December 10, 2018

The case for Donald Trump: Voting for the judiciary

I am disgusted — as a law professor, an attorney, a father of daughters, and as a rabbi — by the abuse of women that marks this election cycle.

Here’s who and what have resurfaced in the past month: Former Arkansas state employee Paula Corbin Jones, who received an $850,000 settlement from a disbarred Bill Clinton; former White House volunteer aide Kathleen Willey, who approached Bill Clinton for work during a family financial crisis (the same day her husband killed himself, unbeknownst to her at the time of the meeting); former nursing home administrator Juanita Broaddrick, a Bill Clinton volunteer who alleges he raped her; the women now emerging who allege Donald Trump groped or kissed them without assent. Monica Lewinsky. The female victims whose reputations and lives were destroyed by Hillary Clinton and her cohort, as they scorched earth defending her husband’s profile after each “bimbo eruption.” Hillary most infamously destroyed the life of 12-year-old Kathy Shelton, raped by a 41-year-old who Hillary was required to defend. Every accused deserves a good defense, but Hillary destroyed the girl and years later regaled an interviewer with laughing anecdotes of that tragedy.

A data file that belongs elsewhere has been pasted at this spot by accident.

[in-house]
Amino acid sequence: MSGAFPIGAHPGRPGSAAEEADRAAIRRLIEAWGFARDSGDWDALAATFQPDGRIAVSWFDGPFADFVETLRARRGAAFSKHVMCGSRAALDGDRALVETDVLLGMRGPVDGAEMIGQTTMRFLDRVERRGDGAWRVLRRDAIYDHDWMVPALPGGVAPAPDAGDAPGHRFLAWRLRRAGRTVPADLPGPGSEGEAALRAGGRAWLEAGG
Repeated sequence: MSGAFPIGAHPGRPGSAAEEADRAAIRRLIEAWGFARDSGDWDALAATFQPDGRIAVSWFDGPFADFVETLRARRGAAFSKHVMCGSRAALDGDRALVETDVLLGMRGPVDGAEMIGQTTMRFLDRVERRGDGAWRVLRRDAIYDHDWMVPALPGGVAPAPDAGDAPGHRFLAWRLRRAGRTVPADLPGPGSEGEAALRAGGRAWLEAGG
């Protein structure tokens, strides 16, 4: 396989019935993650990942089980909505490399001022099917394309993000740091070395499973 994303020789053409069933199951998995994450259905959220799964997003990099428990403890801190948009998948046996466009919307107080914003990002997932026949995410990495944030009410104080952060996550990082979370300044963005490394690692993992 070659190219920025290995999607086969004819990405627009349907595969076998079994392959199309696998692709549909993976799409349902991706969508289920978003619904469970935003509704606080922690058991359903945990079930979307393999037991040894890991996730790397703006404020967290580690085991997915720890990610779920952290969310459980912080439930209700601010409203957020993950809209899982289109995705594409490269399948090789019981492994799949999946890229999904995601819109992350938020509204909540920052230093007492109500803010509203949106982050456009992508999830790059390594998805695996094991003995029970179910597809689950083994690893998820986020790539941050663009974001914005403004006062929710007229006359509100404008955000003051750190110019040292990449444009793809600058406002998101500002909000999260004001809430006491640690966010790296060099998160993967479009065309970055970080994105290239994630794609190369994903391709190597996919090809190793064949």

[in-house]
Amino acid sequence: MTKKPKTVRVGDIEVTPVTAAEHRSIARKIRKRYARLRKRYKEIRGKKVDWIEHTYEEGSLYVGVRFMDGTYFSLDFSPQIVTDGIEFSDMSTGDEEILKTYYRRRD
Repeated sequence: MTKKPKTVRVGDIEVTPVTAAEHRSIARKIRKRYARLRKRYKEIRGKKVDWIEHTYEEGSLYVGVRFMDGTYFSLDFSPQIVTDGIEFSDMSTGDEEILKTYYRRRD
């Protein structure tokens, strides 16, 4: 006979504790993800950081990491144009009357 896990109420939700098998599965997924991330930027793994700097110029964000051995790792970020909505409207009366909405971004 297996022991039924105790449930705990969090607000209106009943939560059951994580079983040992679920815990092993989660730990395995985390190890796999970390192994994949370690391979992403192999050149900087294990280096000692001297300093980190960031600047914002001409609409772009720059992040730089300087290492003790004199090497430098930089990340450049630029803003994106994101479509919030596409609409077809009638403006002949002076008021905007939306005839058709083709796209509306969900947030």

[OPINION: The case for Hillary Clinton]

All of it disgusts me. So I am not going to vote for Clinton or Trump. Instead, I am going to vote for the federal judiciary. En route, I also am going to vote for an authentic economic recovery that repatriates trillions of dollars back home, for a stronger American footprint in the world, for a border that will protect Mexico from free-flowing American weapons that feed their drug cartels and that will protect America from potential terrorists and murderous drugs that now easily permeate our porous borders. I am going to vote for restoring civil harmony and respect for law enforcement even as we begin addressing urgent concerns that rightly have been raised about bigotry. I am going to vote against sanctuary cities and for restoring a military that we unfortunately now need to protect from newly empowered Iranian terror exports and North Korean adventurism.

How sad it is to see men — Hillary’s male enablers such as John Podesta, Robby Mook, Bill Clinton, and others no less cynical on the other side — preying on women’s legitimate values by trying to sway voting blocs based on issues other than the life-and-death concerns on today’s table.

How will we explain to our grandsons, whom we one day will be compelled to send overseas to fight to stop a nuclear-enriched and ransom-infused Iran, that we did not elect the candidate who would have stood stronger now because, well, 11 years earlier, the gruffian was recorded saying the most vile things as he bragged disgustingly on a bus? Fully a decade ago.